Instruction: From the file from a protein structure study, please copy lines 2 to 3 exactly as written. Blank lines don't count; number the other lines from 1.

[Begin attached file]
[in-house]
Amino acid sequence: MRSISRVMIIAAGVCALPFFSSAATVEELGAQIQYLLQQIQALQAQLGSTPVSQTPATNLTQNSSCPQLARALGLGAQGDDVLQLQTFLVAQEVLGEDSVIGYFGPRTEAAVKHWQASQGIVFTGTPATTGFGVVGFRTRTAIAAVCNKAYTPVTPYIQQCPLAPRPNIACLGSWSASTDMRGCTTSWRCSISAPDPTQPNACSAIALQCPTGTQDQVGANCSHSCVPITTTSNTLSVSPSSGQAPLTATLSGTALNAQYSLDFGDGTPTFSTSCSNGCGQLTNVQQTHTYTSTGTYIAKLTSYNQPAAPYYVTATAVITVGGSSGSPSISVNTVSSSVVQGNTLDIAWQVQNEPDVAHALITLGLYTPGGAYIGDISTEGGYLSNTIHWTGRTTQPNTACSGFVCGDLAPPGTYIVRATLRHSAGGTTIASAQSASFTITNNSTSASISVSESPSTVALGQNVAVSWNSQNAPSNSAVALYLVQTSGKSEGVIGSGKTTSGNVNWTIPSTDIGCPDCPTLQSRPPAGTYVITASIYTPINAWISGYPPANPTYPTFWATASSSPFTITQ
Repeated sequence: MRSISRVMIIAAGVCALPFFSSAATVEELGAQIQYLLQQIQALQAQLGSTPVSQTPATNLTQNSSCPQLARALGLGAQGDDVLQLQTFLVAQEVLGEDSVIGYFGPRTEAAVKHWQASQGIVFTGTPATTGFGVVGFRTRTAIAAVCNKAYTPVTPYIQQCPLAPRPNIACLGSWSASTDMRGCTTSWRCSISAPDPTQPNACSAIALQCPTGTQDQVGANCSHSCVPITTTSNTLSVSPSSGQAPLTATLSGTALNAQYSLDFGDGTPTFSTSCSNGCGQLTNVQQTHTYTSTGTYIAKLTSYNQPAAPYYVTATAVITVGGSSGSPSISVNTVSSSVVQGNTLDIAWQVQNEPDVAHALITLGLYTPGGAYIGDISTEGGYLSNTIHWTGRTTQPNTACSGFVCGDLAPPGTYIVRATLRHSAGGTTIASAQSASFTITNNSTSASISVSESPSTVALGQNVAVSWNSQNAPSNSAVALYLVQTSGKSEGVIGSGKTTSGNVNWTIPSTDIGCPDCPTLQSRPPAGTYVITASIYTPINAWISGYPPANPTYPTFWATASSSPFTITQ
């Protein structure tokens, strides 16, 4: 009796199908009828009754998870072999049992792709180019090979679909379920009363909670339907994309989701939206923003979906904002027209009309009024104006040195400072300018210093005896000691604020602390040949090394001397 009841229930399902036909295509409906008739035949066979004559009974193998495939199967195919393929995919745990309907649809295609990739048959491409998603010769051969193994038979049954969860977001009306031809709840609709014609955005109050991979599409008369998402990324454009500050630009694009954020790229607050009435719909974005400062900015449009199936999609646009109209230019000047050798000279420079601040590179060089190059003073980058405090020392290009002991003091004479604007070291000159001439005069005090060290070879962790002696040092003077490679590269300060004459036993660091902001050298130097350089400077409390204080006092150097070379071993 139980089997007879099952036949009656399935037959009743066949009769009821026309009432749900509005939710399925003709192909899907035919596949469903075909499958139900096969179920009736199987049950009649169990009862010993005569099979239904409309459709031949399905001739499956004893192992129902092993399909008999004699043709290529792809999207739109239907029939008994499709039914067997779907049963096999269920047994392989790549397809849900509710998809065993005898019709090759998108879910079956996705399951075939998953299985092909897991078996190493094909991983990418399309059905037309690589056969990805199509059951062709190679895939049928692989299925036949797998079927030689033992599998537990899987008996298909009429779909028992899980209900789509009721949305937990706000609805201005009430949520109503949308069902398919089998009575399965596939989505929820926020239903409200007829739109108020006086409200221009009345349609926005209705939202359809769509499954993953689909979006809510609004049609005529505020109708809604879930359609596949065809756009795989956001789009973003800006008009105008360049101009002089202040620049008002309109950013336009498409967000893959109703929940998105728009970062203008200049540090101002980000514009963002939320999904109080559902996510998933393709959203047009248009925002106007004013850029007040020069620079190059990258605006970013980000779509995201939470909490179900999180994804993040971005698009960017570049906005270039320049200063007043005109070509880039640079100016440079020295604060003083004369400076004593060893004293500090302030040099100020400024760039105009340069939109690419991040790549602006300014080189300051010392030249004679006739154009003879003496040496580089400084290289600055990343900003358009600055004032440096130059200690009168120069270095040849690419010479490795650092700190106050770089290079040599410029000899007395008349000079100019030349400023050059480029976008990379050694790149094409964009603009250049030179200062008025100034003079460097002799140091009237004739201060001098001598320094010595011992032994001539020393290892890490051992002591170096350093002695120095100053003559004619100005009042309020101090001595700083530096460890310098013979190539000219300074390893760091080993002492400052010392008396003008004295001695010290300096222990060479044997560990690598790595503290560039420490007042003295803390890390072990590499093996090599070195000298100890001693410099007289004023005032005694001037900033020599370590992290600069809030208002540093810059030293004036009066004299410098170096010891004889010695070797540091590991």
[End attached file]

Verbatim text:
Amino acid sequence: MRSISRVMIIAAGVCALPFFSSAATVEELGAQIQYLLQQIQALQAQLGSTPVSQTPATNLTQNSSCPQLARALGLGAQGDDVLQLQTFLVAQEVLGEDSVIGYFGPRTEAAVKHWQASQGIVFTGTPATTGFGVVGFRTRTAIAAVCNKAYTPVTPYIQQCPLAPRPNIACLGSWSASTDMRGCTTSWRCSISAPDPTQPNACSAIALQCPTGTQDQVGANCSHSCVPITTTSNTLSVSPSSGQAPLTATLSGTALNAQYSLDFGDGTPTFSTSCSNGCGQLTNVQQTHTYTSTGTYIAKLTSYNQPAAPYYVTATAVITVGGSSGSPSISVNTVSSSVVQGNTLDIAWQVQNEPDVAHALITLGLYTPGGAYIGDISTEGGYLSNTIHWTGRTTQPNTACSGFVCGDLAPPGTYIVRATLRHSAGGTTIASAQSASFTITNNSTSASISVSESPSTVALGQNVAVSWNSQNAPSNSAVALYLVQTSGKSEGVIGSGKTTSGNVNWTIPSTDIGCPDCPTLQSRPPAGTYVITASIYTPINAWISGYPPANPTYPTFWATASSSPFTITQ
Repeated sequence: MRSISRVMIIAAGVCALPFFSSAATVEELGAQIQYLLQQIQALQAQLGSTPVSQTPATNLTQNSSCPQLARALGLGAQGDDVLQLQTFLVAQEVLGEDSVIGYFGPRTEAAVKHWQASQGIVFTGTPATTGFGVVGFRTRTAIAAVCNKAYTPVTPYIQQCPLAPRPNIACLGSWSASTDMRGCTTSWRCSISAPDPTQPNACSAIALQCPTGTQDQVGANCSHSCVPITTTSNTLSVSPSSGQAPLTATLSGTALNAQYSLDFGDGTPTFSTSCSNGCGQLTNVQQTHTYTSTGTYIAKLTSYNQPAAPYYVTATAVITVGGSSGSPSISVNTVSSSVVQGNTLDIAWQVQNEPDVAHALITLGLYTPGGAYIGDISTEGGYLSNTIHWTGRTTQPNTACSGFVCGDLAPPGTYIVRATLRHSAGGTTIASAQSASFTITNNSTSASISVSESPSTVALGQNVAVSWNSQNAPSNSAVALYLVQTSGKSEGVIGSGKTTSGNVNWTIPSTDIGCPDCPTLQSRPPAGTYVITASIYTPINAWISGYPPANPTYPTFWATASSSPFTITQ